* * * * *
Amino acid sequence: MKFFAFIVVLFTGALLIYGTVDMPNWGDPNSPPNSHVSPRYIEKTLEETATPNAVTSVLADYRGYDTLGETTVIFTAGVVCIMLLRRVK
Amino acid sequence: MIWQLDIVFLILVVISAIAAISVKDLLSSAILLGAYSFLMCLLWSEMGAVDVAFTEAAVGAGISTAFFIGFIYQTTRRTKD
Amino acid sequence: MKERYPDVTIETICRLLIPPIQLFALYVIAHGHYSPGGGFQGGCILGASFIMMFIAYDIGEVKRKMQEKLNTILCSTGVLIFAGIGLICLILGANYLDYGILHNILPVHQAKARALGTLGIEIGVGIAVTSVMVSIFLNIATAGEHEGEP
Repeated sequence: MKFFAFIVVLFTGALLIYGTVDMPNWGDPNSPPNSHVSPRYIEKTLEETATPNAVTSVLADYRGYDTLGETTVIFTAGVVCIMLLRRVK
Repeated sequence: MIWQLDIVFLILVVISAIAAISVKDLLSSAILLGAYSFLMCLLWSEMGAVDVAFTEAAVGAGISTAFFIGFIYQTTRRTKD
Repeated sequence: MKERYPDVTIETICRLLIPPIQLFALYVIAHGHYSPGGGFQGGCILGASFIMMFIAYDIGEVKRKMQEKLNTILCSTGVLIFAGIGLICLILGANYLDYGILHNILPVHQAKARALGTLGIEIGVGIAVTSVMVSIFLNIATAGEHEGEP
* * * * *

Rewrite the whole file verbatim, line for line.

Amino acid sequence: MKFFAFIVVLFTGALLIYGTVDMPNWGDPNSPPNSHVSPRYIEKTLEETATPNAVTSVLADYRGYDTLGETTVIFTAGVVCIMLLRRVK
Amino acid sequence: MIWQLDIVFLILVVISAIAAISVKDLLSSAILLGAYSFLMCLLWSEMGAVDVAFTEAAVGAGISTAFFIGFIYQTTRRTKD
Amino acid sequence: MKERYPDVTIETICRLLIPPIQLFALYVIAHGHYSPGGGFQGGCILGASFIMMFIAYDIGEVKRKMQEKLNTILCSTGVLIFAGIGLICLILGANYLDYGILHNILPVHQAKARALGTLGIEIGVGIAVTSVMVSIFLNIATAGEHEGEP
Repeated sequence: MKFFAFIVVLFTGALLIYGTVDMPNWGDPNSPPNSHVSPRYIEKTLEETATPNAVTSVLADYRGYDTLGETTVIFTAGVVCIMLLRRVK
Repeated sequence: MIWQLDIVFLILVVISAIAAISVKDLLSSAILLGAYSFLMCLLWSEMGAVDVAFTEAAVGAGISTAFFIGFIYQTTRRTKD
Repeated sequence: MKERYPDVTIETICRLLIPPIQLFALYVIAHGHYSPGGGFQGGCILGASFIMMFIAYDIGEVKRKMQEKLNTILCSTGVLIFAGIGLICLILGANYLDYGILHNILPVHQAKARALGTLGIEIGVGIAVTSVMVSIFLNIATAGEHEGEP